Midstream urine samples were collected and cultured using the Uritest



    Urinary tract infections are an important health problem in postmenopausal women. Although most of these infections remain asymptomatic in these patients, some women experience recurrent episodes of symptomatic infection.Our goal in this study was to determine whether estrogen replacement therapy would reduce the susceptibility of these women to recurrent urinary tract infections and, if so, whether this decrease would be associated with changes in vaginal colonization by lactobacilli. Using a randomized, double-blind, placebo-controlled design and an eight-month follow-up period, we found that topical estrogen treatment had a strong effect on the recurrence rate of urinary tract infection. The significant reduction in the incidence of symptomatic episodes of urinary tract infection in estrogen-treated patients also significantly reduced their antibiotic use.

    The use of topical estrogen has been associated with a significant decrease in vaginal pH, an increase in the rate of vaginal colonization by lactobacilli, and a decrease in the rate of colonization of the vagina by enterobacteria. These changes in colonizing microorganisms undoubtedly play a critical role in changing the susceptibility of postmenopausal women to urinary tract infections. In normal fertile women, lactobacilli species are the predominant microorganisms in the vaginal flora and maintain the usually acidic vaginal pH through their metabolic activity (the formation of lactic acid from carbohydrates).Lactobacilli can protect the vagina from colonization by potential uropathogens through several mechanisms. First, maintaining a low pH itself can have a direct impact. Stamey et al. observed that colonization of the vagina with Escherichia coli rarely occurs at a vaginal pH below 4.5, but is significantly more common in women with recurrent urinary tract infections, many of whom have a vaginal pH above 4.59. Moreover, E. coli strains from serogroups commonly associated with urinary tract infections survive better at lower pH than serogroups not associated with urinary tract infections9.Second, some strains of lactobacilli produce hydrogen peroxide, which can prevent uropathogens from colonizing the vagina. Finally, fragments of lactobacilli cell walls have been shown to prevent E. coli from attaching to epithelial cells, possibly through steric hindrance or by blocking potential attachment sites10. Thus, through one or more of these mechanisms, the loss of colonization of lactobacilli and the associated atrophy of the vaginal mucosa, which usually occurs after menopause, may increase the likelihood of recurrent urinary tract infections.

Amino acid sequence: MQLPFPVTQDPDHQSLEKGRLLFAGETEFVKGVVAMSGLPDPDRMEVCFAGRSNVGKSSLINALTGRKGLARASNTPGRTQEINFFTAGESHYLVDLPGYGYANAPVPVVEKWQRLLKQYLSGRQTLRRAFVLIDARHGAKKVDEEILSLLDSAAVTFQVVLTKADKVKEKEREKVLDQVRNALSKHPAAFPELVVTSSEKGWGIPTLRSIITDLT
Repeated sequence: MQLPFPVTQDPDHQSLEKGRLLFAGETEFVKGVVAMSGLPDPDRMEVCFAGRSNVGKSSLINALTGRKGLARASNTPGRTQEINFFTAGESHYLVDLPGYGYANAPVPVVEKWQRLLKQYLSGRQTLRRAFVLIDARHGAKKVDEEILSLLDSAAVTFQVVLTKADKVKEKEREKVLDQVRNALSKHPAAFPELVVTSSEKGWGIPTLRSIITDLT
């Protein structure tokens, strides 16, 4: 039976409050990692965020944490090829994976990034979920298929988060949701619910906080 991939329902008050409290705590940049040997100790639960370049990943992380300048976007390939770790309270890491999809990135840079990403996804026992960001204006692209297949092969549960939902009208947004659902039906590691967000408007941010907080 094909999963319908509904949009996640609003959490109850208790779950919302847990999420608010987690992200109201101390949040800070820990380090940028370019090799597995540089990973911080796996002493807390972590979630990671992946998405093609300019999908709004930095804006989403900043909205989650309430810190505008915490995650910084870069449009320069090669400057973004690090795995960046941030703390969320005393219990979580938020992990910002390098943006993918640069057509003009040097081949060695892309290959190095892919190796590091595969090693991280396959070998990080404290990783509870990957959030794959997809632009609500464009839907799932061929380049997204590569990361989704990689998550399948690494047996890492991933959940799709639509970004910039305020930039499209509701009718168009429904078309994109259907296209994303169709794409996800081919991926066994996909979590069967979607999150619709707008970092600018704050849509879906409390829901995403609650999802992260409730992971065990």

The use of a diaphragm with spermicide in premenopausal women who had an increased susceptibility to recurrent urinary tract infections has been associated with increased vaginal pH, decreased lactobacillus colonization, and increased intraital colonization by Enterobacteriaceae.